As a part of my internship with Philanthropiece, I was lucky enough to sit down with our wonderful founder, Libby Cook, to talk about social entrepreneurship, capitalism, corporate social responsibility, and her experience transforming Wild Oats from a few small, local grocery stores into an internationally-recognized, public company. Here are five important lessons I learned from her.
Entrepreneurs start early.
Libby’s journey as an entrepreneur began at the age of eight, when she held a carnival for friends and neighbors and donated the proceeds to muscular dystrophy research. She walked around her neighborhood to knock on doors and hand out fliers to let people know about her event. When the day came, it was met with remarkable success. Libby raised $300, which equates to around $3,000 in today’s dollars. Her journey as a very young entrepreneur doesn’t stop there, though. Libby also worked as a newspaper saleswoman, earning a percentage of the cost of each subscription she sold. She scoured the neighborhood until she had hit every single house. Then, when she was 12, Libby got a job at a marketing firm, where she was responsible for collating responses to surveys. These jobs, Libby says, involved a lot of freedom and responsibility and allowed her to gain the confidence to experiment with new ideas and learn how to change her approach when things weren’t quite right. “Part of being a successful entrepreneur is being able to change directions if something’s not working,” Libby adds.
Grit is a valuable trait as an entrepreneur.
When Libby was eight years old, she discovered a wood labyrinth at her friend’s house. She sat down and worked at it for hours. Once she was able to successfully guide the metal ball forwards and backwards through the labyrinth, she decided she wasn’t done, and added an additional degree of difficulty by attempting to complete the course while maneuvering two balls simultaneously. She stayed up all night working until she got two balls through the labyrinth and back simultaneously. Her friend’s dad, who was then the CEO of IBM, said years later that he knew Libby would be successful; an important precursor to determine how successful a person will be is their ability to stay focused until they solve a problem. This persistent, gritty attitude is a shared attribute among many successful people.
Even after successfully growing a for-profit business like Wild Oats, running a nonprofit poses its own unique challenge.
The operation of for-profit enterprises, as Libby explained to me, is either one- or two-dimensional. The first dimension focuses on generating profit and the second dimension centers around the theme of corporate social responsibility. When operating a nonprofit, the first dimension generally shifts from generating profit to raising funds, the second dimension remains the same, and a third dimension is added to the mix. This third dimension focuses on the cultural differences that must be accounted for when an organization works internationally. For Philanthropiece, this involves developing a deep understanding of communities like Chajul, Guatemala, where the Philanthropiece Scholars program operates, and Baja California Sur, México, where the Philanthropiece Community Banks exist. This added dimension in the international nonprofit sector is essential, and ignoring it could create unintended consequences at best and a devastating impact at worst.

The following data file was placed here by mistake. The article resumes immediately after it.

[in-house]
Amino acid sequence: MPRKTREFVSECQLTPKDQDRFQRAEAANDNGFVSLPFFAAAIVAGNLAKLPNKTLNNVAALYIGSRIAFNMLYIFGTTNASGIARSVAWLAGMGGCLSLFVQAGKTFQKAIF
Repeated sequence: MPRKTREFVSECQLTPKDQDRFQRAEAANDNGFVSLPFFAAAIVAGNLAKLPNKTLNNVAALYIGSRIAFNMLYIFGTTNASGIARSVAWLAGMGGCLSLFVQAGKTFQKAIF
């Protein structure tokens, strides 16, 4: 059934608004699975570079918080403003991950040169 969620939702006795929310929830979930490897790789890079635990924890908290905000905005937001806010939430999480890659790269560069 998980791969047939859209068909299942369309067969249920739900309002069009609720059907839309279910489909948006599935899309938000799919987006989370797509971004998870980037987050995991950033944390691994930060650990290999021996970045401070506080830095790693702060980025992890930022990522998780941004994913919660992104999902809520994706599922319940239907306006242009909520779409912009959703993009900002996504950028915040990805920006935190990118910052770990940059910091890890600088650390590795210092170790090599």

Capitalism doesn’t have to be a curse word.
It’s difficult to talk about business without talking about the economic system in which it operates. The capitalist system is often seen as an evil of society, likely due to what it’s historically been associated with. When people hear the word “capitalism,” many probably also think of corporate greed, inequality, and oppression, and rightly so–but it doesn’t have to be that way. I suggested to Libby that at its core, capitalism is a system that’s predicated on trust among community members. For example, if Bob the Painter’s job was to paint houses, he wouldn’t paint someone’s house if he didn’t think they would pay him for the work he did. He has to trust that he will get paid for doing his job. Libby responded that over the past several decades, capitalism has gained an increasingly negative reputation, and it’s up to today’s businesses and future businesses to move away from that. Capitalism in the sense of making money isn’t bad, because individuals or corporations can use that money to do good – it’s just a matter of incentivizing the primary beneficiaries of capitalism to do so.
Consumers, shareholders, and businesses alike all have a duty to promote ethical business practices.
The responsibility to utilize ethical business practices doesn’t fall solely on the businesses themselves. All stakeholders have a duty to uphold certain values and ensure that businesses are operating ethically. If consumers refuse to buy products or services from a certain company because they believe that their practices are unethical, that provides an incentive for management to change the way they do business. Additionally, if investors refuse to buy a company’s stock due to unethical business practices, that prompts management to act. Finally, employees also have a responsibility to ensure that the business they work for is socially responsible, whether that’s by whistleblowing or standing up to management when they are instructed to do something that goes against their values.
Annie Roberts is currently studying information systems, business analytics, and international development in the Carroll School of Management at Boston College. She is an alumnus of Philanthropiece’s Youth Global Leadership program and served as a YGL Program Intern during the summer of 2016. There’s a very good chance that she knows more about the Denver Broncos than you do.